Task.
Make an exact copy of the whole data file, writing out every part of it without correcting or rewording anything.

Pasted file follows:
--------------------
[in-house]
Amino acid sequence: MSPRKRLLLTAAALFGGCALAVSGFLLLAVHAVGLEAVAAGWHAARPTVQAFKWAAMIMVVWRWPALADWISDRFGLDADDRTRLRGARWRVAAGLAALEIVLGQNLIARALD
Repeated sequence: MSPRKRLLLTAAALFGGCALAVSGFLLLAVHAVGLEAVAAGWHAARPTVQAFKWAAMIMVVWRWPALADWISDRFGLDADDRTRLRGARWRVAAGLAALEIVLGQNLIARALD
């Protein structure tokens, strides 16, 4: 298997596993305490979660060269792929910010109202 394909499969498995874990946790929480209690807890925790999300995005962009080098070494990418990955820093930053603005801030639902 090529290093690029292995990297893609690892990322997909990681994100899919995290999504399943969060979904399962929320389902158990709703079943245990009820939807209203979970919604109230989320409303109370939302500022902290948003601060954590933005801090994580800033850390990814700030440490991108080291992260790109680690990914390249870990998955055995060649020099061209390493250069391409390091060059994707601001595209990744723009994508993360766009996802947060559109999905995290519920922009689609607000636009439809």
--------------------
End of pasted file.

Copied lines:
[in-house]
Amino acid sequence: MSPRKRLLLTAAALFGGCALAVSGFLLLAVHAVGLEAVAAGWHAARPTVQAFKWAAMIMVVWRWPALADWISDRFGLDADDRTRLRGARWRVAAGLAALEIVLGQNLIARALD
Repeated sequence: MSPRKRLLLTAAALFGGCALAVSGFLLLAVHAVGLEAVAAGWHAARPTVQAFKWAAMIMVVWRWPALADWISDRFGLDADDRTRLRGARWRVAAGLAALEIVLGQNLIARALD
């Protein structure tokens, strides 16, 4: 298997596993305490979660060269792929910010109202 394909499969498995874990946790929480209690807890925790999300995005962009080098070494990418990955820093930053603005801030639902 090529290093690029292995990297893609690892990322997909990681994100899919995290999504399943969060979904399962929320389902158990709703079943245990009820939807209203979970919604109230989320409303109370939302500022902290948003601060954590933005801090994580800033850390990814700030440490991108080291992260790109680690990914390249870990998955055995060649020099061209390493250069391409390091060059994707601001595209990744723009994508993360766009996802947060559109999905995290519920922009689609607000636009439809």